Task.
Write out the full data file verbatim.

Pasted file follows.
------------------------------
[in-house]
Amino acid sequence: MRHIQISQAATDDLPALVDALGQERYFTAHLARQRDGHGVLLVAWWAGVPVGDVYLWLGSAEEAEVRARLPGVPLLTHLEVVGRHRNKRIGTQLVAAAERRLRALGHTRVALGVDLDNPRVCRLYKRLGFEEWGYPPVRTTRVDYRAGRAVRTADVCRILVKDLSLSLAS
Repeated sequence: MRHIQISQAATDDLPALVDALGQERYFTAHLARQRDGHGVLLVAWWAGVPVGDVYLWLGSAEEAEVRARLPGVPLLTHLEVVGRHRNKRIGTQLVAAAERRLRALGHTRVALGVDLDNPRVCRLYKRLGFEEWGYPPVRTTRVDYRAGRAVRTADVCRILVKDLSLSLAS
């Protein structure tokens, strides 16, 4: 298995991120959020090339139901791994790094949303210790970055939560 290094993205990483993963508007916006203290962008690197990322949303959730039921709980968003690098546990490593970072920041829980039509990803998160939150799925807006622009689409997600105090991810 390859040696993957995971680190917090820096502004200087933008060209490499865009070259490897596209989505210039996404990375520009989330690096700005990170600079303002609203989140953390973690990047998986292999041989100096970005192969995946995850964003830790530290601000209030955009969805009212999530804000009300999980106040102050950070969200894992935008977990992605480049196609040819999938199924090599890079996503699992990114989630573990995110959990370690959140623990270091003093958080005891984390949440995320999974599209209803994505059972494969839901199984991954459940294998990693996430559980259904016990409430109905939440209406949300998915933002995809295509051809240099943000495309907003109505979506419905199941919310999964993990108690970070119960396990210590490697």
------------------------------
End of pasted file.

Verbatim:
[in-house]
Amino acid sequence: MRHIQISQAATDDLPALVDALGQERYFTAHLARQRDGHGVLLVAWWAGVPVGDVYLWLGSAEEAEVRARLPGVPLLTHLEVVGRHRNKRIGTQLVAAAERRLRALGHTRVALGVDLDNPRVCRLYKRLGFEEWGYPPVRTTRVDYRAGRAVRTADVCRILVKDLSLSLAS
Repeated sequence: MRHIQISQAATDDLPALVDALGQERYFTAHLARQRDGHGVLLVAWWAGVPVGDVYLWLGSAEEAEVRARLPGVPLLTHLEVVGRHRNKRIGTQLVAAAERRLRALGHTRVALGVDLDNPRVCRLYKRLGFEEWGYPPVRTTRVDYRAGRAVRTADVCRILVKDLSLSLAS
């Protein structure tokens, strides 16, 4: 298995991120959020090339139901791994790094949303210790970055939560 290094993205990483993963508007916006203290962008690197990322949303959730039921709980968003690098546990490593970072920041829980039509990803998160939150799925807006622009689409997600105090991810 390859040696993957995971680190917090820096502004200087933008060209490499865009070259490897596209989505210039996404990375520009989330690096700005990170600079303002609203989140953390973690990047998986292999041989100096970005192969995946995850964003830790530290601000209030955009969805009212999530804000009300999980106040102050950070969200894992935008977990992605480049196609040819999938199924090599890079996503699992990114989630573990995110959990370690959140623990270091003093958080005891984390949440995320999974599209209803994505059972494969839901199984991954459940294998990693996430559980259904016990409430109905939440209406949300998915933002995809295509051809240099943000495309907003109505979506419905199941919310999964993990108690970070119960396990210590490697």